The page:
The abundance of creeks and streams in Clinton County gave rise to a thriving milling industry in the nineteenth century. The most significant mill in the county is in Woolrich in Pine Creek Township. John Rich II began by carding the wool for socks and blankets sold to loggers, then went into production at Plum Run in 1830 ( CN12). In 1835, he moved the company to a new, larger mill with greater water velocity on Chatham Run and founded an adjacent town. He named the town Woolrich after the company, which continues to thrive in Clinton County, making durable, rugged garments for outdoor activities.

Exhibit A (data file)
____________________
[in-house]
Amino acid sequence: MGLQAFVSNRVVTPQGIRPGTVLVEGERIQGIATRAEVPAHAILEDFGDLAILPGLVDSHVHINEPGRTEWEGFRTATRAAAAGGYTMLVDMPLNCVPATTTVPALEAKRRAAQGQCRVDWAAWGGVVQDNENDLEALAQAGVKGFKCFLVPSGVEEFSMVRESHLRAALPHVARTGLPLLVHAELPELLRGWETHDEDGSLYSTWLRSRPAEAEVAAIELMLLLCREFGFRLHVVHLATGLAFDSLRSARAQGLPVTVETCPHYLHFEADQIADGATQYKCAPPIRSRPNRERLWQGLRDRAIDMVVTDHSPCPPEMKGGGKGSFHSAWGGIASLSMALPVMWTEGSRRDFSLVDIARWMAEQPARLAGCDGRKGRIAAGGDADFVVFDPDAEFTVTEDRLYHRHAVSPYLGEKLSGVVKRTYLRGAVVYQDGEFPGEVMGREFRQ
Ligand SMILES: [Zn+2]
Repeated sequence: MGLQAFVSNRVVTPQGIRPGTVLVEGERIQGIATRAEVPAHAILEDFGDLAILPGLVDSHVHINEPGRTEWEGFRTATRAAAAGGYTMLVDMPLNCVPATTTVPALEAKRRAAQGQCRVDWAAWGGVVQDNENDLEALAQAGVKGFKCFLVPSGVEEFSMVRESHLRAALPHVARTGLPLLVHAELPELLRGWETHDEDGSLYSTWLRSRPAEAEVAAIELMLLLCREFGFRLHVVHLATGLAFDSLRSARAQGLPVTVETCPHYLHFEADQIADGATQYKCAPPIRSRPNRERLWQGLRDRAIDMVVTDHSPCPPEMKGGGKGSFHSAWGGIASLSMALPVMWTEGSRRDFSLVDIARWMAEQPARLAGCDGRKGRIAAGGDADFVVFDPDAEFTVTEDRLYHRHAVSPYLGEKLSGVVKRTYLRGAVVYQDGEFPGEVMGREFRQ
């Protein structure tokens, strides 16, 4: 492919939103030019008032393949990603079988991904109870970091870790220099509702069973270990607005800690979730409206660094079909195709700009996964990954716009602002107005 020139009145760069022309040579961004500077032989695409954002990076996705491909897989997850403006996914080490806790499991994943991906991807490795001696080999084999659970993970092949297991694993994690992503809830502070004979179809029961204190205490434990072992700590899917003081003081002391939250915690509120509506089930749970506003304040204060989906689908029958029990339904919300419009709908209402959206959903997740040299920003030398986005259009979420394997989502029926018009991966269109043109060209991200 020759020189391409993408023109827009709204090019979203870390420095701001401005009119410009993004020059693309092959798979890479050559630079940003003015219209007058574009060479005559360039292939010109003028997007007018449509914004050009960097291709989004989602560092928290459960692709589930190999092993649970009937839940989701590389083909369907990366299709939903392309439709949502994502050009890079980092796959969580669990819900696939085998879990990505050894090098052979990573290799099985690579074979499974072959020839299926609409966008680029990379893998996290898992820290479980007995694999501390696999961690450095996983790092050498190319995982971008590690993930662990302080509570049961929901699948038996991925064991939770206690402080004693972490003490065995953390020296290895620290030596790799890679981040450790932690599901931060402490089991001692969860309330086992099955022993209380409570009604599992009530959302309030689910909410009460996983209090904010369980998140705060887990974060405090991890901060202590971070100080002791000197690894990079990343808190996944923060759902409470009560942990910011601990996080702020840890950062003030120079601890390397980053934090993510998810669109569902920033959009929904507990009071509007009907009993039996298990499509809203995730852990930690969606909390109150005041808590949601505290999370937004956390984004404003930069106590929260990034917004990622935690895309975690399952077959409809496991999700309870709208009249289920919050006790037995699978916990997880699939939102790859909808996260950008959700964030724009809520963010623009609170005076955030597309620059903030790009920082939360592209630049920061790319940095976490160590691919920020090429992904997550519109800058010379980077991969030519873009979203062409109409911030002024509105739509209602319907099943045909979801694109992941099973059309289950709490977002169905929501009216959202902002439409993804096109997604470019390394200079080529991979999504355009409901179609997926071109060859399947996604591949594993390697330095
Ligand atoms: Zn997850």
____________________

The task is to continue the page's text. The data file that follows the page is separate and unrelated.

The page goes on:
Woolrich is readily recognizable as a company town, with two versions of workers' housing that line Park Avenue and Mill Street. The first version is a two-story two-bay frame gable-roofed house (c. 1910) at 1172 Park Avenue, and the second is a lower, one-and-one-half-story bungalow-style home (c. 1930) at 1178 Park Avenue. Both have full-facade porches. Other company buildings remain, such as the brick one-story school and the company store. Main Street hosts a group of more elaborate houses for management, including Charles Rich's large, well-preserved frame Second Empire house (c. 1870; 18 Main Street). The red brick United Methodist Church (1907; 1080 Park Avenue) is Gothic Revival with a square corner bell tower. The factory buildings (c. 1900; 2 Mill Street) are large, three- to five-story red brick buildings adjacent to the creek. The company's dedication to the outdoors—they outfitted the 1939 Byrd expedition to Antarctica and Himalayan climbing expeditions—is reflected in their commitment to maintain the 4,000 acres of mountain land adjacent to the village.
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